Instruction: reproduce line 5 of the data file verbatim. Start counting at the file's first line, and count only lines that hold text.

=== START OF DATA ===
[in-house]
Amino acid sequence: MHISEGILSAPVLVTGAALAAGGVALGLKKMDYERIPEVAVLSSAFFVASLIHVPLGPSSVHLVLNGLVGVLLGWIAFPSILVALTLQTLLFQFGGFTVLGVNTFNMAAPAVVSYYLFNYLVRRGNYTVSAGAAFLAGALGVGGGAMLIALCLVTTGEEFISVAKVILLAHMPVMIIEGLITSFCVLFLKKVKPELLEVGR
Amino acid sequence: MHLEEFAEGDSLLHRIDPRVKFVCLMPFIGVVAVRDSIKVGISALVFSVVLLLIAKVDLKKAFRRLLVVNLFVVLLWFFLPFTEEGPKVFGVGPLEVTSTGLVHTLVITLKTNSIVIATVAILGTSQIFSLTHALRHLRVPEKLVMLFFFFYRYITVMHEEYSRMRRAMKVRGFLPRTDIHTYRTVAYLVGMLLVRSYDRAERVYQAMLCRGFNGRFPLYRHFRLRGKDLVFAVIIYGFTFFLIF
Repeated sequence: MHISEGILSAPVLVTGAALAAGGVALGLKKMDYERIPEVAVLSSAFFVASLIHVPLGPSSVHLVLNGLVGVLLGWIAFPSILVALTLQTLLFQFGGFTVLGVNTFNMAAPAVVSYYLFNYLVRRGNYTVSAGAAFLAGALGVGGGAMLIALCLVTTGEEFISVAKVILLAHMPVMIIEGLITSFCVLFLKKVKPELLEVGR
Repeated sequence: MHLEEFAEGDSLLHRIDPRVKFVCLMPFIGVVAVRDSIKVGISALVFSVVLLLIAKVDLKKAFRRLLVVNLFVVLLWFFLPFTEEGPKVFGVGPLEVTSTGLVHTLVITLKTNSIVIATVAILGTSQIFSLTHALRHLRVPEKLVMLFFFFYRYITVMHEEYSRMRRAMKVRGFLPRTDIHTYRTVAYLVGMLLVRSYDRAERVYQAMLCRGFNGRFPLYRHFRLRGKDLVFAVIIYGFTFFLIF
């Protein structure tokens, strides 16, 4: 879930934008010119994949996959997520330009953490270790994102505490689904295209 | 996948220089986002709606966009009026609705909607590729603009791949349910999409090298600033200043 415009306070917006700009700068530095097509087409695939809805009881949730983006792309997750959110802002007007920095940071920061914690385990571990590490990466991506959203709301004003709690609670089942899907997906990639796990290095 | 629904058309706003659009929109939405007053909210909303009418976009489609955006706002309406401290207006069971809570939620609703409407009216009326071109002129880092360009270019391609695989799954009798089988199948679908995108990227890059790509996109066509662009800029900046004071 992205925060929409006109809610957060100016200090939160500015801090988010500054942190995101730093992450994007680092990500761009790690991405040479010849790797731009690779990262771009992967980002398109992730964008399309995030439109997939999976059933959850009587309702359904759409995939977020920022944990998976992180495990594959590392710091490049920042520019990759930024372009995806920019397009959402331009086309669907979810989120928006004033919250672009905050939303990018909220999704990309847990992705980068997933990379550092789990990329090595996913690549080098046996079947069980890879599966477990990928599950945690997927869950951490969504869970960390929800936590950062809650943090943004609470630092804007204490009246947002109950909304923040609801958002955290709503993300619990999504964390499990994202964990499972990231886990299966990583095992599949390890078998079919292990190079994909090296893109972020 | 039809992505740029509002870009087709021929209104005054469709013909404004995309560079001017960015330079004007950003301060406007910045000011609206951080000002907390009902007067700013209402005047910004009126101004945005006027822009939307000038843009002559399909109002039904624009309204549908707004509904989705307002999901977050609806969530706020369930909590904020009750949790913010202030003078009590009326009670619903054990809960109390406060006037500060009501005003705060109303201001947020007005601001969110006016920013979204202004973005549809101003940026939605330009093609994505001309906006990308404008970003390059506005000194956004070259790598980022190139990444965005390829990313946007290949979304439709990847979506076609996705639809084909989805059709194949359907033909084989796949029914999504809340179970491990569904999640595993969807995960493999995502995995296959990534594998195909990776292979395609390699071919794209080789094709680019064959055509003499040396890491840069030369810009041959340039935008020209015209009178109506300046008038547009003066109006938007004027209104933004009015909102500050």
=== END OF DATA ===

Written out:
Repeated sequence: MHLEEFAEGDSLLHRIDPRVKFVCLMPFIGVVAVRDSIKVGISALVFSVVLLLIAKVDLKKAFRRLLVVNLFVVLLWFFLPFTEEGPKVFGVGPLEVTSTGLVHTLVITLKTNSIVIATVAILGTSQIFSLTHALRHLRVPEKLVMLFFFFYRYITVMHEEYSRMRRAMKVRGFLPRTDIHTYRTVAYLVGMLLVRSYDRAERVYQAMLCRGFNGRFPLYRHFRLRGKDLVFAVIIYGFTFFLIF